Functional Cookies

We do not allow you to opt-out of our certain cookies, as they are necessary to ensure the proper functioning of our website (such as prompting our cookie banner and remembering your privacy choices) and/or to monitor site performance. These cookies are not used in a way that constitutes a “sale” of your data under the CCPA. You can set your browser to block or alert you about these cookies, but some parts of the site will not work as intended if you do so. You can usually find these settings in the Options or Preferences menu of your browser. Visit www.allaboutcookies.org to learn more.

Performance Cookies

We do not allow you to opt-out of our certain cookies, as they are necessary to ensure the proper functioning of our website (such as prompting our cookie banner and remembering your privacy choices) and/or to monitor site performance. These cookies are not used in a way that constitutes a “sale” of your data under the CCPA. You can set your browser to block or alert you about these cookies, but some parts of the site will not work as intended if you do so. You can usually find these settings in the Options or Preferences menu of your browser. Visit www.allaboutcookies.org to learn more.

Sale of Personal Data

We also use cookies to personalize your experience on our websites, including by determining the most relevant content and advertisements to show you, and to monitor site traffic and performance, so that we may improve our websites and your experience. You may opt out of our use of such cookies (and the associated “sale” of your Personal Information) by using this toggle switch. You will still see some advertising, regardless of your selection. Because we do not track you across different devices, browsers and GEMG properties, your selection will take effect only on this browser, this device and this website.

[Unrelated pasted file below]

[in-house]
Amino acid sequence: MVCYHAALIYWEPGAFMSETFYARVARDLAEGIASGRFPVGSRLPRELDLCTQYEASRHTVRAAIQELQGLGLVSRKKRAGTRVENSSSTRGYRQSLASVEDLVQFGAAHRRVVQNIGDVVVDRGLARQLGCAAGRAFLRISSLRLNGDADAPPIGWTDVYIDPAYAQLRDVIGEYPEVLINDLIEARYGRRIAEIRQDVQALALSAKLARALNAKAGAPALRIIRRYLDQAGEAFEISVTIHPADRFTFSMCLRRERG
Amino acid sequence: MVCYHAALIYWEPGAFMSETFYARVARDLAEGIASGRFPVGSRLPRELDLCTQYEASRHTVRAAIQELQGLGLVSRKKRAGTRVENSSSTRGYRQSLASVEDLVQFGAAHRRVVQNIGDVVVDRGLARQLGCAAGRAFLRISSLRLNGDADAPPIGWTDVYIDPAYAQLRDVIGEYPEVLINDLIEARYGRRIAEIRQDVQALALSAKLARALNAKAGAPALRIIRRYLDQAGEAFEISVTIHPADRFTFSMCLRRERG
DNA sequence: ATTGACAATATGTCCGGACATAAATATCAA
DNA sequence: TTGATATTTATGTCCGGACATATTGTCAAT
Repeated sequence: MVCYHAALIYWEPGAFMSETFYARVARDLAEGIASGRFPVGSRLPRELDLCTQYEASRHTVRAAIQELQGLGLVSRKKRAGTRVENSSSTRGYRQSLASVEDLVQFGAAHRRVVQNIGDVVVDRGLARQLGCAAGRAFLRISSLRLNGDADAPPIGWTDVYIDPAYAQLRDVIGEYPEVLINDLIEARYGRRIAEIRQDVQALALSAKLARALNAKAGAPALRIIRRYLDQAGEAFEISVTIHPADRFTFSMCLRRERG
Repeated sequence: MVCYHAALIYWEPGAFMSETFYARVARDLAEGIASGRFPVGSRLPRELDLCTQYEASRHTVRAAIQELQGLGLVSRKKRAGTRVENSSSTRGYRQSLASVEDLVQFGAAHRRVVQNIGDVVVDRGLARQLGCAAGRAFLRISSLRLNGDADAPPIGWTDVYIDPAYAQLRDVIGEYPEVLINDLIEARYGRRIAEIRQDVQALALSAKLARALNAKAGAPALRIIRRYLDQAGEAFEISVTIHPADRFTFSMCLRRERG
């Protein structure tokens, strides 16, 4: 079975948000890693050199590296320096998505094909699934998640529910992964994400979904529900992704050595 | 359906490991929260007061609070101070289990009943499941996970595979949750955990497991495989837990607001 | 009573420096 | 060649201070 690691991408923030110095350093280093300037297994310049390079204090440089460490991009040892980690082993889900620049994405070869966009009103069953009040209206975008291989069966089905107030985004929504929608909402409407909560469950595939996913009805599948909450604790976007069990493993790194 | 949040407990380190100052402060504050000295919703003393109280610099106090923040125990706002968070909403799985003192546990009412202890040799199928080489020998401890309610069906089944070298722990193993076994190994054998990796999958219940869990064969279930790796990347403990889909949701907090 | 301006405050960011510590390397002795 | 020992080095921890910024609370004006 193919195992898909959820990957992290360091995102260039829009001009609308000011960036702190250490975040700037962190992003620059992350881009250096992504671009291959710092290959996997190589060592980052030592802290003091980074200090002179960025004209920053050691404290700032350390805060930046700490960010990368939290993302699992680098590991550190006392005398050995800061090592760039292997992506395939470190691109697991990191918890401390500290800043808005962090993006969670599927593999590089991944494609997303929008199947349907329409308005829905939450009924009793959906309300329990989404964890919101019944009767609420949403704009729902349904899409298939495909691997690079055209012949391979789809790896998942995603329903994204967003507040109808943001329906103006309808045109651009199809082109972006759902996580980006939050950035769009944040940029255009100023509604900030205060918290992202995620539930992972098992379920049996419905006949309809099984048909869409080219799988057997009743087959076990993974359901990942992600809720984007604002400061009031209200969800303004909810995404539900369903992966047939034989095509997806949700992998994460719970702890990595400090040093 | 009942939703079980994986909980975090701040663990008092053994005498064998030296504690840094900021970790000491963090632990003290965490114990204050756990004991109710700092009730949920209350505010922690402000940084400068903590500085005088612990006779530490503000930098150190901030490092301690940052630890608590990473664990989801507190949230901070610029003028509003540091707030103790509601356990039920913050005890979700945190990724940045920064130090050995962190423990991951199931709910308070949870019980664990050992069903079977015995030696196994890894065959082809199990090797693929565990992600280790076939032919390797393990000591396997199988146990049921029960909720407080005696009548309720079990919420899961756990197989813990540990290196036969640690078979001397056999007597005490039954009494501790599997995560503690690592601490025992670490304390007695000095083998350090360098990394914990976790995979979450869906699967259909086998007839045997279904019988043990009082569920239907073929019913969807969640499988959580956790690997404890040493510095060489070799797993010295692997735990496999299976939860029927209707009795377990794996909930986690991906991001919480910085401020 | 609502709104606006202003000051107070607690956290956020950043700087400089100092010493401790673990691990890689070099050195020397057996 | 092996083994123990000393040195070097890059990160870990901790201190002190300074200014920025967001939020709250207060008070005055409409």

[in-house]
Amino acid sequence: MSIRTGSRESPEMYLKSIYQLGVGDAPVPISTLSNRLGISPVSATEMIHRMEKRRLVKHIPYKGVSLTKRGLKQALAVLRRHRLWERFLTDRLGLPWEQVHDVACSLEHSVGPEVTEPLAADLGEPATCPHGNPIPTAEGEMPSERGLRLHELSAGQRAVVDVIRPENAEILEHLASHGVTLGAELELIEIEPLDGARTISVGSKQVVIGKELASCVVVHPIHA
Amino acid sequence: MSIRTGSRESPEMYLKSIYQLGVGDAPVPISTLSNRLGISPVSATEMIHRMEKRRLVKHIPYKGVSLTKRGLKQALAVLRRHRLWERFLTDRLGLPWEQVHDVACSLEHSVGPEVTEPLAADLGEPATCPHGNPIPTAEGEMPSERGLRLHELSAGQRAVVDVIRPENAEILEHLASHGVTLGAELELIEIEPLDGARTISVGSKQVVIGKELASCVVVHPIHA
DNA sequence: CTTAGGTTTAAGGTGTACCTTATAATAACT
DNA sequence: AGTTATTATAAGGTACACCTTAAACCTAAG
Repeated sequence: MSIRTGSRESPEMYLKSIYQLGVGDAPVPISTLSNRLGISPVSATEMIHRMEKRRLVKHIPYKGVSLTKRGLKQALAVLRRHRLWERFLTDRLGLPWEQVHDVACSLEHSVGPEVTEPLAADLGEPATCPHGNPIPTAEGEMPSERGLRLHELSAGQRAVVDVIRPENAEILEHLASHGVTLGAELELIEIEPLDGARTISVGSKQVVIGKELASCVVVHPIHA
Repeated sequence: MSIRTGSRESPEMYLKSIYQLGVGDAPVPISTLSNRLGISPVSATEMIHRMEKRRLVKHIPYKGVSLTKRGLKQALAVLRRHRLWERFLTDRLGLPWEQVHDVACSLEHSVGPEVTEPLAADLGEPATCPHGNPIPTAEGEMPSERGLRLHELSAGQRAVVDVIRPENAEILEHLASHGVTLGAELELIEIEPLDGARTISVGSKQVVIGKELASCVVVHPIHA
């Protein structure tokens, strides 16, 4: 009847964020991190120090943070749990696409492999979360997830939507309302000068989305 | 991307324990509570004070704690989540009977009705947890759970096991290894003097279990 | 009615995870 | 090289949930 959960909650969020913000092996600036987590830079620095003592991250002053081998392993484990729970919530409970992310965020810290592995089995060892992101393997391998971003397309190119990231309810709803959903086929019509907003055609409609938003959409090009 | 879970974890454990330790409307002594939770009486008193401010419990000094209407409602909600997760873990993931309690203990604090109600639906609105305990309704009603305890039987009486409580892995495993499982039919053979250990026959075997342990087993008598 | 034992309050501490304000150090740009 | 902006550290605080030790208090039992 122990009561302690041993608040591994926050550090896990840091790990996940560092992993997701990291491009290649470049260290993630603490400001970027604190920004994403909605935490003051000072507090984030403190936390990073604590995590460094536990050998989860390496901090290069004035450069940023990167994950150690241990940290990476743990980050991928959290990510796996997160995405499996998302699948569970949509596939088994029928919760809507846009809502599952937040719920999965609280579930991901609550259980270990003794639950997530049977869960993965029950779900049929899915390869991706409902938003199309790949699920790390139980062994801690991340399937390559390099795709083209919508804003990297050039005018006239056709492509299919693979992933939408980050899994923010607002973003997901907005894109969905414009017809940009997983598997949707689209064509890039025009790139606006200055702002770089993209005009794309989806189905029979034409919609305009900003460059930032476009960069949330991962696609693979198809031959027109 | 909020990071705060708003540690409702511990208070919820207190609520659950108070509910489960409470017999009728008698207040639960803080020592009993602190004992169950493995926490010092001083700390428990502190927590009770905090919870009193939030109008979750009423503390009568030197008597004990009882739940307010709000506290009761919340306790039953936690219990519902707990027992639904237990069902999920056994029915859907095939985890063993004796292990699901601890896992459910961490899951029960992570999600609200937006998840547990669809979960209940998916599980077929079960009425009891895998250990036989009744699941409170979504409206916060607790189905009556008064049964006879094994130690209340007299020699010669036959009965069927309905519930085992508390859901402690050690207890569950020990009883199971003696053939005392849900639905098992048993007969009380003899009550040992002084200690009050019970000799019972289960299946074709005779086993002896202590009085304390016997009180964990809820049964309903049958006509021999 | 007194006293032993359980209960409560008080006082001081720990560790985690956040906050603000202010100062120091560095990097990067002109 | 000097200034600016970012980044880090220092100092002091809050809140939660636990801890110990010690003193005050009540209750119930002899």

Social Media Cookies

We also use cookies to personalize your experience on our websites, including by determining the most relevant content and advertisements to show you, and to monitor site traffic and performance, so that we may improve our websites and your experience. You may opt out of our use of such cookies (and the associated “sale” of your Personal Information) by using this toggle switch. You will still see some advertising, regardless of your selection. Because we do not track you across different devices, browsers and GEMG properties, your selection will take effect only on this browser, this device and this website.

Targeting Cookies

We also use cookies to personalize your experience on our websites, including by determining the most relevant content and advertisements to show you, and to monitor site traffic and performance, so that we may improve our websites and your experience. You may opt out of our use of such cookies (and the associated “sale” of your Personal Information) by using this toggle switch. You will still see some advertising, regardless of your selection. Because we do not track you across different devices, browsers and GEMG properties, your selection will take effect only on this browser, this device and this website.